I’ve had a long-standing belief about historical pedal brands—keep going and you’ll get a hit. That is to say, if a company produces gear for long enough, at least one item will be revered for decades. It’s happened with pretty much every brand I can think of, even the short-lived ones. Some, like Pefftronics, produced one pedal, and that’s the hit. Insofar, this theory is ironclad.
There are some pedal brands out there in the wild that most gearheads write off as not worth it. Maestro, for example, has its name affixed to pedals manufactured by Daphon, a company known for very inexpensive effects. Newer players might associate the glorious Maestro offerings as an extension of the Daphon line, and that’s a crying shame. And this type of rebranding and repackaging generates confusion throughout the marketplace.
One such brand that met this fate is DeltaLab. If you’ve stepped foot into your local Guitar Center in the last few years, you’ve seen these pedals. And while they’re completely adequate, they are not representative of the DeltaLab of yore. Hell, they’re not even representative of DeltaLab’s original bread and butter.
As the legend goes, Guitar Center acquired DeltaLab’s trademark after its founder, Richard DeFreitas, failed to renew it upon its expiration. This was in the early 2000s, and the “pedal categories” DeltaLab chose to tackle reflect that era—there’s a green overdrive, a phase, a flanger, a digital delay, and a metal distortion. All of them are very much OK devices, but they pale in comparison to some of the completely insane gear of years past, namely the Effectron series, which is the subject of today’s Cabinet adventure.
I should begin by saying that DeFreitas is a certified genius. After graduating with a degree in electrical engineering from the school that would become UMass, DeFreitas founded DeltaLab in 1977 and thrust himself into the gear spotlight by releasing some truly legendary gear in the fledgling DSP realm. Aside from a multitude of awe-inspiring delay, reverb and pitch shifting rack units, the Effectron series is probably my favorite, for many reasons.
One such feature that DeFreitas basically invented was ADM, or Adaptive Delta Modulation. This was a special patented digital encoding tech that touted its “cleanness” as well as its low noise floor. Basically, the ADM-equipped units were made for players and gearheads alike. DeFreitas’s biggest contribution to the craft was his exceptional design of analog-to-digital converters, which landed him a post-DeltaLab job at Raytheon.
The Effectron’s bread and butter was simple: digital delay. But this unit goes far above and beyond, with radio buttons that select a digital delay range up to 1024 milliseconds on some models, and down to just one-quarter second. The idea was simple: effects such as flanging, chorus and delay all adhere to just one factor: time. The category is a function of the delay time; flanging needs just a few milliseconds of delay to do its thing, and chorus (also known as “doubling”) needs just a little more. Beyond that, you get into more traditional delay time, and the Effectron has it in spades. There’s even a sound-on-sound-esque “Infinite Repeat” mode for the more intrepid time travelers out there.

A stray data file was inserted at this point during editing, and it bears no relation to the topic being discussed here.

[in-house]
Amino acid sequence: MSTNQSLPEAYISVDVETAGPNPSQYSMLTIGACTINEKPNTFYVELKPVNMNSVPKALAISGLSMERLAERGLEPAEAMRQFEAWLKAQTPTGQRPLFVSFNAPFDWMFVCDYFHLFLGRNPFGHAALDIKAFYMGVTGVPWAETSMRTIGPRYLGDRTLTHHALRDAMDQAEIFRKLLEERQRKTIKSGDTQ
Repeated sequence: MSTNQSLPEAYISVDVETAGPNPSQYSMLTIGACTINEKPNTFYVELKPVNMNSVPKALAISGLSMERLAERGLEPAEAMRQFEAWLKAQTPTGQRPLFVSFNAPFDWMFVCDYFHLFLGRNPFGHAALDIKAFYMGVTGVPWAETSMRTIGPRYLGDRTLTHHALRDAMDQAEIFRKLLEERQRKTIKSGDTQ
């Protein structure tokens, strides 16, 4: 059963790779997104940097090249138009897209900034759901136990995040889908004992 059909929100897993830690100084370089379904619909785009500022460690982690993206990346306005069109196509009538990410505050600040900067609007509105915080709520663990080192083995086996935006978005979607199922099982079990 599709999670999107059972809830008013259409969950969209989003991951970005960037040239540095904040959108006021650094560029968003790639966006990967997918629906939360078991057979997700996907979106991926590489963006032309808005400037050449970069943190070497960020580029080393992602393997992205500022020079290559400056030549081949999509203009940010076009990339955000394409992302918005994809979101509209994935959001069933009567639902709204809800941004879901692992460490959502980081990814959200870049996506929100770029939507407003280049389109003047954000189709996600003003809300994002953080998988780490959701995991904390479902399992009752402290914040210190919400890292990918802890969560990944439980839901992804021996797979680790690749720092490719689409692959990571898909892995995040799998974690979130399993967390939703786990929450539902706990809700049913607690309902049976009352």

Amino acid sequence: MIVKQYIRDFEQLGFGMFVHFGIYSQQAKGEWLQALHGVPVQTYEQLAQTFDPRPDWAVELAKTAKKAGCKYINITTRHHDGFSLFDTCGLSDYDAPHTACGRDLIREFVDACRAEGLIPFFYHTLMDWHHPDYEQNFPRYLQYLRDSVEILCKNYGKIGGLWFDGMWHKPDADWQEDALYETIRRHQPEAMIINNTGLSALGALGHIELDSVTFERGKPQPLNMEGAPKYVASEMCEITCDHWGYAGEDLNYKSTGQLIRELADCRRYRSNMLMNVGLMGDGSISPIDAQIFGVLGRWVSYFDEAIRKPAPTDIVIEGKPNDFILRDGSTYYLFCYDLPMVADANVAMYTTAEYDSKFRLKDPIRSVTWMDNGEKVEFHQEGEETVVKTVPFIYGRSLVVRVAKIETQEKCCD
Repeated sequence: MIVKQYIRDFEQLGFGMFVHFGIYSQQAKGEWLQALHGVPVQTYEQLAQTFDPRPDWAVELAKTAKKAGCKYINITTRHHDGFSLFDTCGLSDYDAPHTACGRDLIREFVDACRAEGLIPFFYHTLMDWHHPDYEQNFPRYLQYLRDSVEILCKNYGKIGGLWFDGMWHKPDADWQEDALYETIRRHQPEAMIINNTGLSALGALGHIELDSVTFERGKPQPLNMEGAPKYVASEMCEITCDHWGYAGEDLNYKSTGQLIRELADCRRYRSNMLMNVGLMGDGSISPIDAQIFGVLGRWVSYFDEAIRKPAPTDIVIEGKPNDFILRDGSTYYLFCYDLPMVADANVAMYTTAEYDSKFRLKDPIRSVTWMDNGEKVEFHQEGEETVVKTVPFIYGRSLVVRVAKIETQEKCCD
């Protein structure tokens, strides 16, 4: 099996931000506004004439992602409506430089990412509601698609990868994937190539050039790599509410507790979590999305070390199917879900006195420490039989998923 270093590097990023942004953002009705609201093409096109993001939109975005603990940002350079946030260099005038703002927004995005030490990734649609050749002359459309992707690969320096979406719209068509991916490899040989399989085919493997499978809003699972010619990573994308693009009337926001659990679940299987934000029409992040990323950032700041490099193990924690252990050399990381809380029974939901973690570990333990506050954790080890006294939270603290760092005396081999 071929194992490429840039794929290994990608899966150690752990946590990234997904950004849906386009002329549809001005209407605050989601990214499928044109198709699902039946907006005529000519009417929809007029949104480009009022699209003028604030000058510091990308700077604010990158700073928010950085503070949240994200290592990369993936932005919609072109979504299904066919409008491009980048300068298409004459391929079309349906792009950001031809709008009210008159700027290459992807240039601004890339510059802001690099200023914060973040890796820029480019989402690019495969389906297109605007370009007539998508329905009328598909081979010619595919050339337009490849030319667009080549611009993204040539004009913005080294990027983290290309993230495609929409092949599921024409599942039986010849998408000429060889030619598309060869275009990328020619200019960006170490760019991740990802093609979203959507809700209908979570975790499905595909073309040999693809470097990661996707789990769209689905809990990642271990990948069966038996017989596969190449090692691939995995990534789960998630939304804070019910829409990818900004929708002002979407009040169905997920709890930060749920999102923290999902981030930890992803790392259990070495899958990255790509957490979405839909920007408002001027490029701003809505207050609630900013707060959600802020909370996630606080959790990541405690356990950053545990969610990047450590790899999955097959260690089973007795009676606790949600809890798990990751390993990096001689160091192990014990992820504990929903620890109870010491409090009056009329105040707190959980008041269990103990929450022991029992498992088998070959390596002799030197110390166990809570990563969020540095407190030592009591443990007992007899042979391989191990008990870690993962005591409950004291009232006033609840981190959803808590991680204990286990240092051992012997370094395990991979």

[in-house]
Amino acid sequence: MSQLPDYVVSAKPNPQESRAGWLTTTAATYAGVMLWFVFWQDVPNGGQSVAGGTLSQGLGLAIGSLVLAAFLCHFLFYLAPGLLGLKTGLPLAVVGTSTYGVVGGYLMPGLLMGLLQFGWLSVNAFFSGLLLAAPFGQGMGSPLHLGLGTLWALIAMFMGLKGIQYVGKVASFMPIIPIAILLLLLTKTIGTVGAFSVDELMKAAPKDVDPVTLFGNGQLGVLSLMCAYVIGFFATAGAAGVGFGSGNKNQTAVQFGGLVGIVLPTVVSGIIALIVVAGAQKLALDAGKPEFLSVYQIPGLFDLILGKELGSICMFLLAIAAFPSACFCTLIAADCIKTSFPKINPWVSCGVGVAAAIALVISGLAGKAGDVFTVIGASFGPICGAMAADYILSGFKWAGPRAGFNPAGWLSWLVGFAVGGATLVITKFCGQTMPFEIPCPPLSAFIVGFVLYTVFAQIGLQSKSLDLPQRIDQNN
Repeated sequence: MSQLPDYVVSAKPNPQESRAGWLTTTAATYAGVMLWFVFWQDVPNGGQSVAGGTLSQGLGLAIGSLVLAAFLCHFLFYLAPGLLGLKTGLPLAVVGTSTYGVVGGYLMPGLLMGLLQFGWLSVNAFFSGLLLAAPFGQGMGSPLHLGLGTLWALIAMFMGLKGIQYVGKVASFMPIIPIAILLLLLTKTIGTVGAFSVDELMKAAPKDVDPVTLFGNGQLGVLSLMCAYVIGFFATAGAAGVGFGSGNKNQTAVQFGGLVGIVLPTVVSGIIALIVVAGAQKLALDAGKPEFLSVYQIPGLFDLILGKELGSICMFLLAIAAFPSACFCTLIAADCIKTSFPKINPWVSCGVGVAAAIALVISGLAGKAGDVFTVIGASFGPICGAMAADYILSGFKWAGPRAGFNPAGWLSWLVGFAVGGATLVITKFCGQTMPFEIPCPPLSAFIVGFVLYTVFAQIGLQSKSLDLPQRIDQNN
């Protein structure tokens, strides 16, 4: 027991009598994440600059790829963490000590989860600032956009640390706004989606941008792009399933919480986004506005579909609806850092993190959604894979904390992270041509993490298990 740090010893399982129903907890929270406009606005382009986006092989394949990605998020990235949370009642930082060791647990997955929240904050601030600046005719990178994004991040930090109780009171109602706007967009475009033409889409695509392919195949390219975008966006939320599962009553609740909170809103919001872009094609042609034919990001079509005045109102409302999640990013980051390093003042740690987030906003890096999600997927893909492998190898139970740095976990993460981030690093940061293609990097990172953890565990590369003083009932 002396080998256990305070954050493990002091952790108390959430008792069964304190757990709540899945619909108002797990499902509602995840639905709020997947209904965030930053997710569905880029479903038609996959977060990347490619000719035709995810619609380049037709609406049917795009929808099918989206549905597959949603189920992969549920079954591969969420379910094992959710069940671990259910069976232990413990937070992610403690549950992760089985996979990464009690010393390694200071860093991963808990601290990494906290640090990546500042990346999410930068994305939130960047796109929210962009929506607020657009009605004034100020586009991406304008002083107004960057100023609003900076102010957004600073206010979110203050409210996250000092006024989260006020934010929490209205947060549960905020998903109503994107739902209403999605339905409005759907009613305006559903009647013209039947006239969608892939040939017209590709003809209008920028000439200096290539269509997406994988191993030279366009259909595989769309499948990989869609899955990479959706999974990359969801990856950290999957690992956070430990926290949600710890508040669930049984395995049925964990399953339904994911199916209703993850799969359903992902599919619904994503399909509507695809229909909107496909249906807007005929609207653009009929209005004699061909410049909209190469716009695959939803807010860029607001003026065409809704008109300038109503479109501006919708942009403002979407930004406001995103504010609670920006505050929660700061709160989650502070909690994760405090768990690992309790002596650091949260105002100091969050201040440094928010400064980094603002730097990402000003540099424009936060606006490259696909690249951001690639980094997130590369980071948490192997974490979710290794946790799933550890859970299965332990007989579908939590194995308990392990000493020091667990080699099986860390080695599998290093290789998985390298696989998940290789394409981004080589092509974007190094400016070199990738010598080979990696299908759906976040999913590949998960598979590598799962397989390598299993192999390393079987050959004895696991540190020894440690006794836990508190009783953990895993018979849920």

Let’s be real here: one fourth of a millisecond—or 250 microseconds— is an insanely low delay time, and is also much more difficult to find on a delay than you might expect. Boss’s DD series, for example, bottoms out at 50. The lowest pedal delay time I can think of is on the Vestax (Vesta Fire) MDX, which can actually get down to two milliseconds, and is a passable sub for the Effectron in a pinch. Then there’s the modulation section, that crosses into borderline unusable territory much earlier than expected. But then, something magical happens; it becomes so unusable that it actually dips back into usable territory, generating some truly otherworldly tones.
Perhaps one of my favorite functions is the limiter, and it’s also the most elusive. The delay time selector consists of an array of radio buttons—that is, an array of tactile switches such that when one is pushed, whichever button was depressed pops out, letting players pick just one program at a time. And while there’s no way to cheat this, a little precision pressing lets players select no modes. When this happens, you’re now running an exceptional, if not subtle studio limiter. In this easter egg mode, only the Input and Feedback controls are active, giving you gobs of studio-style compression and limiting, courtesy of DeFreitas’s approach of over-engineering every last detail.
Best of all, you can find Effectron units for next to nothing, although prices have been creeping up in recent years. But if this piece has piqued your interest, there’s one thing you should know: These things always sell. If you see one on eBay for auction, be prepared to throw the gauntlet at or above the asking price; there will be no finishing with zero bids and relisting at a lower price point. If you see one on eBay for a great deal as a “buy it now” sale—oops, while you were thinking about it, I already bought it.